Lincoln statue back on display at Cornell University library after abrupt removal
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An historic bust of President Abraham Lincoln is back on Cornell University’s campus after it was abruptly removed earlier this year.
“I believe that this is the uncanceling of the cancel culture. The uncanceling of Lincoln is a real win against cancel culture that has taken over the universities,” Randy Wayne, associate professor at Cornell University’s School of Integrative Plant Science, told Fox News Digital in a phone interview.
A bust of Lincoln and a plaque of the Gettysburg Address were located in the university’s Kroch Library from 2013 until the spring of this year, when they were abruptly removed.
Wayne sounded the alarm on the missing Lincoln bust in June, telling The College Fix at the time that “someone complained, and it was gone.”
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The Lincoln bust at Cornell University’s Uris Library.
(Dr. Randy Wayne )
The school told Fox News Digital that same month the bust was removed because it was part of a “temporary exhibit” installed to celebrate the 150th anniversary of the Gettysburg Address in 2013, and was put into storage after the exhibit ended this year.
Just as quietly as the bust disappeared, it quietly returned this month, Wayne said – and to an even more noteworthy location. The historic bust, which is positioned on a pedestal to stand as tall as Lincoln’s towering 6′ 4″ height, Wayne explained, is now on display in the Uris Library, where it was originally exhibited in 1891.
Close-up views of Lincoln bust that has returned to Cornell’s campus.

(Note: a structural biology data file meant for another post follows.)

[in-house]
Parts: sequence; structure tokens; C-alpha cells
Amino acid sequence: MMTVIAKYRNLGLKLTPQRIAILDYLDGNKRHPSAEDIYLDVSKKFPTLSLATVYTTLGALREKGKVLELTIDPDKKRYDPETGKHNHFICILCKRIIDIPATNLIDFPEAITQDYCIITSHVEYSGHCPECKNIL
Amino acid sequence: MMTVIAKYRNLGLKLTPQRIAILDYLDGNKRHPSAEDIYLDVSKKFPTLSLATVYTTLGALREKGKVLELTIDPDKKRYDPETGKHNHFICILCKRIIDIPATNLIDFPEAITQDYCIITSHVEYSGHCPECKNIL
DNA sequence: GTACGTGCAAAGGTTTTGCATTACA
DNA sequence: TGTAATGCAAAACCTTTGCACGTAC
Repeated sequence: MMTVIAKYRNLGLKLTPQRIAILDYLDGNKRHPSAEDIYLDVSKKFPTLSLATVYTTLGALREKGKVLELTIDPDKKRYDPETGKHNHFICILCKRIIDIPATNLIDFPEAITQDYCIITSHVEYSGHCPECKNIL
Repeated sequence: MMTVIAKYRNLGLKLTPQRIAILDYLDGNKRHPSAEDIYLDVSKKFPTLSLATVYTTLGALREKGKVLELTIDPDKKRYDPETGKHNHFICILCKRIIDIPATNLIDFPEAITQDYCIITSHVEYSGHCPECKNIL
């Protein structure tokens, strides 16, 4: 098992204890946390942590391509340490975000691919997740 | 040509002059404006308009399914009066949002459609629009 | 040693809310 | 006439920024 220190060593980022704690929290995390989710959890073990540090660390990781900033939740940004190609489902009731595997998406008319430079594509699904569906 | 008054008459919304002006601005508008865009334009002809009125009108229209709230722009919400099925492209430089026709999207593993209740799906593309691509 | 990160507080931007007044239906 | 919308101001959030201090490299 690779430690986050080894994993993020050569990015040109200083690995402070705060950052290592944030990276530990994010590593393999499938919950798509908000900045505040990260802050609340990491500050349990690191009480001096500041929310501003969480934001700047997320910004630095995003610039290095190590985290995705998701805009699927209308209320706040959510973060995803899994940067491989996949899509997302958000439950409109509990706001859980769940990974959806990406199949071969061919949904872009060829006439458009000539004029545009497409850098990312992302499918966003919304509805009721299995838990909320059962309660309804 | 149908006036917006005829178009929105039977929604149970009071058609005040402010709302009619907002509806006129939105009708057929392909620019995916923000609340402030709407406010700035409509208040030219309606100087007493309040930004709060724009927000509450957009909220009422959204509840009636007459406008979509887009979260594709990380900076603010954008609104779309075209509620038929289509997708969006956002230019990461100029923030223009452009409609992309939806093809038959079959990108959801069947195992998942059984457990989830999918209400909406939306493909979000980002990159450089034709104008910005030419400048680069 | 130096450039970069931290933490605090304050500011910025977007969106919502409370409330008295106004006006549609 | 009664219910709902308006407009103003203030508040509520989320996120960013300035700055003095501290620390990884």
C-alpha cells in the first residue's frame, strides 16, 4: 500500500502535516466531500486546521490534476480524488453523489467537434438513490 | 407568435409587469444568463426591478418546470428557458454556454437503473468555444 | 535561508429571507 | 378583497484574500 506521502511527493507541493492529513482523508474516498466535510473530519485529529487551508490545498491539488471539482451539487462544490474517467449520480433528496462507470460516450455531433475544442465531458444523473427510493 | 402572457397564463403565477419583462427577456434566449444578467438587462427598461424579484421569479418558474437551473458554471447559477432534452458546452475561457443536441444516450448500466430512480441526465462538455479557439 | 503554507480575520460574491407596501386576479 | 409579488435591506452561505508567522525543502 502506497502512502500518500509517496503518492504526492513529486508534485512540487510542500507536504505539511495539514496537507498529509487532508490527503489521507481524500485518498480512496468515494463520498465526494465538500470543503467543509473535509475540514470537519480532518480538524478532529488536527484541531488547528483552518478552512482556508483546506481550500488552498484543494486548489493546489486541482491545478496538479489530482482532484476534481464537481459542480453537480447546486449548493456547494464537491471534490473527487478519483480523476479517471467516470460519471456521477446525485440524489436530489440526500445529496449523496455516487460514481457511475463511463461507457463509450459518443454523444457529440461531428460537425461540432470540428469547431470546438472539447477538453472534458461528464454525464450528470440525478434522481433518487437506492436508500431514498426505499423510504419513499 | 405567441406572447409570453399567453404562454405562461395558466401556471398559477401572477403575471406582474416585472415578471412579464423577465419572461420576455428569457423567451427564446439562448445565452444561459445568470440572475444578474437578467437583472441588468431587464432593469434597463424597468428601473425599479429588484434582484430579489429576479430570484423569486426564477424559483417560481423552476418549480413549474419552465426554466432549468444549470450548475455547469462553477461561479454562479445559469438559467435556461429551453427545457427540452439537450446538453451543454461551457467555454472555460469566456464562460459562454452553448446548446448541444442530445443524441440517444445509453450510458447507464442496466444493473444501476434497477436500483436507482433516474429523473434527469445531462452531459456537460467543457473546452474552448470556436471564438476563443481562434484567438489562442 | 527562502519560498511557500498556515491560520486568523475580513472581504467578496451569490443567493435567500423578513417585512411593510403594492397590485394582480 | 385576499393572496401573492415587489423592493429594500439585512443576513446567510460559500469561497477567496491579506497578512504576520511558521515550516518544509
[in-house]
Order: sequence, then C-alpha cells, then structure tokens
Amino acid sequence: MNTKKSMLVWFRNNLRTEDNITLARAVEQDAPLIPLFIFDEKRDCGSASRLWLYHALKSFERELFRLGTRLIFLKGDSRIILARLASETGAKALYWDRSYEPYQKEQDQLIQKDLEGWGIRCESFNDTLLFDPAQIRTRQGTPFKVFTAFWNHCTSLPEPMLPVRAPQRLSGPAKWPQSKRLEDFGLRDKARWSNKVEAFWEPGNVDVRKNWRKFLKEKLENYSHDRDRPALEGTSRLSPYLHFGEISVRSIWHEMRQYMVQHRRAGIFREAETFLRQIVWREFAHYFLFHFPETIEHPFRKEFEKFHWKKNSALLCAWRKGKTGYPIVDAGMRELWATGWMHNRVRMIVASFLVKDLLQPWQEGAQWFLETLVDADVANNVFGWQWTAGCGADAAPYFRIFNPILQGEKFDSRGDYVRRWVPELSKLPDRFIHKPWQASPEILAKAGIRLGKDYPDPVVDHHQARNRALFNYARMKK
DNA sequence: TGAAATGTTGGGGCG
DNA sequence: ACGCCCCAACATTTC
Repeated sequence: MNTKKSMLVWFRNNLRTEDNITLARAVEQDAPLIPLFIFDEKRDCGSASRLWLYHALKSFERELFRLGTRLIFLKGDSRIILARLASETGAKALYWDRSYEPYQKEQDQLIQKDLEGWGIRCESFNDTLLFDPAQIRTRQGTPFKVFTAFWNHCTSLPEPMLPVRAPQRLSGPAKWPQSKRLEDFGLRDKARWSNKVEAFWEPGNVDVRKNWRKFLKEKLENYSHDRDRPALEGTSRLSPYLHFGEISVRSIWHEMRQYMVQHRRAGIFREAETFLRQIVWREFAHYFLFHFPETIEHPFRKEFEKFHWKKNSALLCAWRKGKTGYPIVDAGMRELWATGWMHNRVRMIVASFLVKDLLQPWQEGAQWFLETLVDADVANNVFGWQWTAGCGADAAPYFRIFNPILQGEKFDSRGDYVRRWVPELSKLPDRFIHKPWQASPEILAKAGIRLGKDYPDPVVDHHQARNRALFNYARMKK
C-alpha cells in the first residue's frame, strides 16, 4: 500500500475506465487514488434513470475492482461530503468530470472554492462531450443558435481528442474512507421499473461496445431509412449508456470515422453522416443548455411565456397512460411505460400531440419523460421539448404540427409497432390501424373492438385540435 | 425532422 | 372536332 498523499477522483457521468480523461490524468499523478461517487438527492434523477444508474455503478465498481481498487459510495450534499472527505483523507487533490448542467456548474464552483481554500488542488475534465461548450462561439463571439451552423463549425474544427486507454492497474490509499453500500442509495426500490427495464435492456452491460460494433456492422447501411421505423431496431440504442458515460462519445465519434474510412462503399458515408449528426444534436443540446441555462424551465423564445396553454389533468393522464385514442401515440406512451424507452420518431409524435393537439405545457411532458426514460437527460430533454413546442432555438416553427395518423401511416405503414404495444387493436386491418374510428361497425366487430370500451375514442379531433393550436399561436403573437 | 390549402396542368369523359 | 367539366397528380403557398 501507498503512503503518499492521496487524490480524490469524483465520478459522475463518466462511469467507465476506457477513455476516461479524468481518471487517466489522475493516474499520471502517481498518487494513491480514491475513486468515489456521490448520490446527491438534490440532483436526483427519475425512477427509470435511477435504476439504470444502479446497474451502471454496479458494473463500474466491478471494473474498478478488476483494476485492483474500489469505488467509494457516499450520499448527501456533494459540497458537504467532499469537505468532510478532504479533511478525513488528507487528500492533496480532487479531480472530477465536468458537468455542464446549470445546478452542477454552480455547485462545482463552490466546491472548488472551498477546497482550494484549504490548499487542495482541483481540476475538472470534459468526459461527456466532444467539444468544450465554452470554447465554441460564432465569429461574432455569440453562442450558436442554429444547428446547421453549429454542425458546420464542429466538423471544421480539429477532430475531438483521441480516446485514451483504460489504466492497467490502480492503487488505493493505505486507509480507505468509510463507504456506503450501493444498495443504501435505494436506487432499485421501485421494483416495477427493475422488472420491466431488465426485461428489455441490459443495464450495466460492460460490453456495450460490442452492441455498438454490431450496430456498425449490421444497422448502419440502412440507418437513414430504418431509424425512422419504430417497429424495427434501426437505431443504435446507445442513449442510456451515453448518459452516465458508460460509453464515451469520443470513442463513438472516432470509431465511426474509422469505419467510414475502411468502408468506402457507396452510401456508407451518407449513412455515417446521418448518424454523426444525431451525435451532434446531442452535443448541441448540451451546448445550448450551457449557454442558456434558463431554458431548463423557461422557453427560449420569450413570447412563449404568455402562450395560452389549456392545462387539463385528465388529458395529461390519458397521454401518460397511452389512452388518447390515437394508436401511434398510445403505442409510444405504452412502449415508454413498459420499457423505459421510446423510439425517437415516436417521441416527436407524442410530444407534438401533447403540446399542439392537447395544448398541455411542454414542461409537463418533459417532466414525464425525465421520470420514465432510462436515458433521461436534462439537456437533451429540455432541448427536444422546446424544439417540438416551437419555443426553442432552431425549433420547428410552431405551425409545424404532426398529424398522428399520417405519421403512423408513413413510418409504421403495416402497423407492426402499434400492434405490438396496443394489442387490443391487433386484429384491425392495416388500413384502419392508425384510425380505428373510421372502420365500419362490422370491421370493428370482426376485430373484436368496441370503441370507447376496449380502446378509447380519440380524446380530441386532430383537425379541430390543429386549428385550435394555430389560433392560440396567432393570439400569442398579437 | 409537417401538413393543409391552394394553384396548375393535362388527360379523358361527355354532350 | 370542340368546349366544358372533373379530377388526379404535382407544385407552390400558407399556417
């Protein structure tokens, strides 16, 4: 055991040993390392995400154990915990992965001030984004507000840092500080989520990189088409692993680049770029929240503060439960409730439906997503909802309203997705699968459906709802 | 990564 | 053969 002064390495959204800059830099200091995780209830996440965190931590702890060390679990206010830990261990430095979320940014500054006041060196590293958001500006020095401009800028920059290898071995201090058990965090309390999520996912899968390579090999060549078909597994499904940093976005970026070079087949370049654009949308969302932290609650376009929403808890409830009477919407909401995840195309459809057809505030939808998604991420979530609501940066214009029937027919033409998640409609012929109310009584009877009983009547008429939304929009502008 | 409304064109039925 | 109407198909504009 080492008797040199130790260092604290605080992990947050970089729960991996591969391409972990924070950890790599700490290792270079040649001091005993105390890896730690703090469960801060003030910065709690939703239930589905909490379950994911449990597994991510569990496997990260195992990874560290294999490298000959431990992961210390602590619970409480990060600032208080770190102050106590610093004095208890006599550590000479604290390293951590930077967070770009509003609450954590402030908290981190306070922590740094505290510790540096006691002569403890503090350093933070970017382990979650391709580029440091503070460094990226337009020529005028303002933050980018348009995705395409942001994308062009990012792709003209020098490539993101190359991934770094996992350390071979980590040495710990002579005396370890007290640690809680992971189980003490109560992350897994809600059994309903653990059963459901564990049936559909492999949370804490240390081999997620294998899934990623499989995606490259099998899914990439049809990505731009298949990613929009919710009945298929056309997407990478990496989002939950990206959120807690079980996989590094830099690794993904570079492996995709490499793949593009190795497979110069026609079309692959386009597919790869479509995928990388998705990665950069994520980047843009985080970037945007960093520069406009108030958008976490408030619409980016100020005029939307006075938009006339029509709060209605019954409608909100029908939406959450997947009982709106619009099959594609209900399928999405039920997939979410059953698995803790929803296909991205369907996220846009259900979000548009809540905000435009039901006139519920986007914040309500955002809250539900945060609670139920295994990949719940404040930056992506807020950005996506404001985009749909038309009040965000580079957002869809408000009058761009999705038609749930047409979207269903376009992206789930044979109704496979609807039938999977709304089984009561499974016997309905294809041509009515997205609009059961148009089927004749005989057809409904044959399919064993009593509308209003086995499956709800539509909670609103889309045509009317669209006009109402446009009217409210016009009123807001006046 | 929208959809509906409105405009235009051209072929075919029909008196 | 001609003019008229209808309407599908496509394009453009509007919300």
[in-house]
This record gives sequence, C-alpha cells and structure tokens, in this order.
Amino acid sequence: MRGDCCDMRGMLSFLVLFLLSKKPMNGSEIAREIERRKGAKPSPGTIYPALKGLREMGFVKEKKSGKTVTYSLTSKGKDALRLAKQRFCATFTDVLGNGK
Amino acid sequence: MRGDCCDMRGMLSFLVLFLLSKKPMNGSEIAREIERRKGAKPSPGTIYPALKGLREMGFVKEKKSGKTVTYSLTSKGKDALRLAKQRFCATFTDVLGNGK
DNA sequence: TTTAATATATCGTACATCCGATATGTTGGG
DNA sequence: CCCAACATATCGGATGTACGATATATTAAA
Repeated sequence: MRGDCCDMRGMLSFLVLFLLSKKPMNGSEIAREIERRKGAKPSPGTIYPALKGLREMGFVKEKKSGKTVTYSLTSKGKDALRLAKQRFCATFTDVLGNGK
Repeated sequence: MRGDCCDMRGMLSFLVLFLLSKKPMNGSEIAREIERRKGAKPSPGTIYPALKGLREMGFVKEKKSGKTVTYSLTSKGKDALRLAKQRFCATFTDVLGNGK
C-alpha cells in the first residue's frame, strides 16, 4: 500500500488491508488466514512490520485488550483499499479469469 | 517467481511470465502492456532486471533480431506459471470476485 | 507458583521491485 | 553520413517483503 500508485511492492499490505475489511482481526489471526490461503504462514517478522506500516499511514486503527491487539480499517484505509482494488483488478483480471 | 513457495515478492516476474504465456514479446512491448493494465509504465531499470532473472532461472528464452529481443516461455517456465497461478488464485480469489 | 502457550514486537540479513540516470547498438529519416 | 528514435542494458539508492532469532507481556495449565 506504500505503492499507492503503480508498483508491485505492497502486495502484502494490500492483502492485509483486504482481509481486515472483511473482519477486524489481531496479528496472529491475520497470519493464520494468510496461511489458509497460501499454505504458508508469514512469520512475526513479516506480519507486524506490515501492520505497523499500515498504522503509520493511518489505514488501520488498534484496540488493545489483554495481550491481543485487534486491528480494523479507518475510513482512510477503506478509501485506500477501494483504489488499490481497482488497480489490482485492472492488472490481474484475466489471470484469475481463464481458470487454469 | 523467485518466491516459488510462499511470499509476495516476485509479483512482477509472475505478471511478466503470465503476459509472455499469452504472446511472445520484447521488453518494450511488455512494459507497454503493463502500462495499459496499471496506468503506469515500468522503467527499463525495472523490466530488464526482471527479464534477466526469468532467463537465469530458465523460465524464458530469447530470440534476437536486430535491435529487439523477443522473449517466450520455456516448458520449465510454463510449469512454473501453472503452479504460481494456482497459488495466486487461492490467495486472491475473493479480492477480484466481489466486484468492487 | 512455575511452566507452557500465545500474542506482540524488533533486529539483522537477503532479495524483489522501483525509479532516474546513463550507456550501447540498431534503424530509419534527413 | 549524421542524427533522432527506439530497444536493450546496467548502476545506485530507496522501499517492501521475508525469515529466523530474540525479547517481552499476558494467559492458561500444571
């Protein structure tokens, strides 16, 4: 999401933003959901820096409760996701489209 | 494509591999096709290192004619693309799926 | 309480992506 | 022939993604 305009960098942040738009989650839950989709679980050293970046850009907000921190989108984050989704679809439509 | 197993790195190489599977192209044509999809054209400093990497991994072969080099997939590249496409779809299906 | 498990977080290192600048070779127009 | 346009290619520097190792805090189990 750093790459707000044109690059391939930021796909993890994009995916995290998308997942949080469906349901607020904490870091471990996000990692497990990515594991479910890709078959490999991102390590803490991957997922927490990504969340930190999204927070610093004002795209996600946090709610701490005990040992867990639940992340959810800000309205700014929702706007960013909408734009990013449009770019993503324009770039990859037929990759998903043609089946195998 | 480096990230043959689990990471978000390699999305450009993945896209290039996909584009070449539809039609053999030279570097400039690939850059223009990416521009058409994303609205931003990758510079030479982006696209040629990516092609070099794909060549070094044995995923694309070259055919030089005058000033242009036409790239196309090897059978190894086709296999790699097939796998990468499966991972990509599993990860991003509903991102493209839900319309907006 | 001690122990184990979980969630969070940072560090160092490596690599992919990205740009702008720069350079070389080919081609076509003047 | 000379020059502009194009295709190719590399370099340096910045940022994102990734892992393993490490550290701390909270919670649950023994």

(Dr. Randy Wayne )
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Wayne, who has previously described himself as a “squeaky wheel” on campus who doesn’t shy away from advocating for free speech and academic freedom, said he received many letters and emails from people across the country, and even the world, expressing concern over the removed Lincoln bust earlier this year.
Randy Wayne, associate professor, School of Integrative Plant Science
Wayne was the most vocal Cornell staff member when the Lincoln statue abruptly disappeared, but the professor credited a team effort for the statue being reinstated on campus. He pointed to the Cornell Free Speech Alliance of alumni, staff, students and others who joined him, as well as outlets such as The College Fix for first sounding the alarm on the removal.
“It has just been announced by the university that ‘Old Abe’ will be reinstated in a new and more prominent display at Uris Library. CONGRATS to CornellFSA supporters who made this happen!” the Cornell Free Speech Alliance proudly states at the top of its website as of mid-November.
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The bust itself is steeped in history. Just ahead of Lincoln’s assassination in 1865, he agreed to sit for a teenage female sculptor named Vinnie Ream, who captured the 16th president’s “resolve” and the “weight of the war” that was etched on his face, according to Wayne.
American sculptor Vinnie Ream (1847-1914) poses beside her bust of Abraham Lincoln. Created when she was only a teenager, she was both the first woman and the youngest artist to be commissioned by the U.S. government for a statue.